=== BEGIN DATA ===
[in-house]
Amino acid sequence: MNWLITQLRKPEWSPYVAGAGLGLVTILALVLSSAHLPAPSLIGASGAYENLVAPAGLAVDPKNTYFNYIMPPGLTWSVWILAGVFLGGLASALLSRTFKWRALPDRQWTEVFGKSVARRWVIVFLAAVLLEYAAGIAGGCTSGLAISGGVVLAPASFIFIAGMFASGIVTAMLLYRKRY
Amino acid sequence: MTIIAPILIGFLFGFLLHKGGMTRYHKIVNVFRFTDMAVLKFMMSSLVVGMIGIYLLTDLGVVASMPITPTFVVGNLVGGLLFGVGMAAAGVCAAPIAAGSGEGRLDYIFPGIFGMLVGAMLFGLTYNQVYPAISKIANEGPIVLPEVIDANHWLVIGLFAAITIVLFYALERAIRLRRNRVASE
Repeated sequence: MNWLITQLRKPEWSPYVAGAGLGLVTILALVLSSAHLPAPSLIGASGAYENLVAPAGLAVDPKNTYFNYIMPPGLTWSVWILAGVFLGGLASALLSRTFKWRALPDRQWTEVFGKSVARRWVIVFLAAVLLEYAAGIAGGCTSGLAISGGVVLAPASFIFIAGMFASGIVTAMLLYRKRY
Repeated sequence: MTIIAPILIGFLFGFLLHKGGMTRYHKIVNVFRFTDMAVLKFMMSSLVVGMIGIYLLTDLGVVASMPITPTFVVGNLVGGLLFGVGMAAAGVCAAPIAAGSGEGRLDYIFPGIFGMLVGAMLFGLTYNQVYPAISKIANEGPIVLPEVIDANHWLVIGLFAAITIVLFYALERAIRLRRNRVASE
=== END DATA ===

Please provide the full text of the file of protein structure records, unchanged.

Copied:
[in-house]
Amino acid sequence: MNWLITQLRKPEWSPYVAGAGLGLVTILALVLSSAHLPAPSLIGASGAYENLVAPAGLAVDPKNTYFNYIMPPGLTWSVWILAGVFLGGLASALLSRTFKWRALPDRQWTEVFGKSVARRWVIVFLAAVLLEYAAGIAGGCTSGLAISGGVVLAPASFIFIAGMFASGIVTAMLLYRKRY
Amino acid sequence: MTIIAPILIGFLFGFLLHKGGMTRYHKIVNVFRFTDMAVLKFMMSSLVVGMIGIYLLTDLGVVASMPITPTFVVGNLVGGLLFGVGMAAAGVCAAPIAAGSGEGRLDYIFPGIFGMLVGAMLFGLTYNQVYPAISKIANEGPIVLPEVIDANHWLVIGLFAAITIVLFYALERAIRLRRNRVASE
Repeated sequence: MNWLITQLRKPEWSPYVAGAGLGLVTILALVLSSAHLPAPSLIGASGAYENLVAPAGLAVDPKNTYFNYIMPPGLTWSVWILAGVFLGGLASALLSRTFKWRALPDRQWTEVFGKSVARRWVIVFLAAVLLEYAAGIAGGCTSGLAISGGVVLAPASFIFIAGMFASGIVTAMLLYRKRY
Repeated sequence: MTIIAPILIGFLFGFLLHKGGMTRYHKIVNVFRFTDMAVLKFMMSSLVVGMIGIYLLTDLGVVASMPITPTFVVGNLVGGLLFGVGMAAAGVCAAPIAAGSGEGRLDYIFPGIFGMLVGAMLFGLTYNQVYPAISKIANEGPIVLPEVIDANHWLVIGLFAAITIVLFYALERAIRLRRNRVASE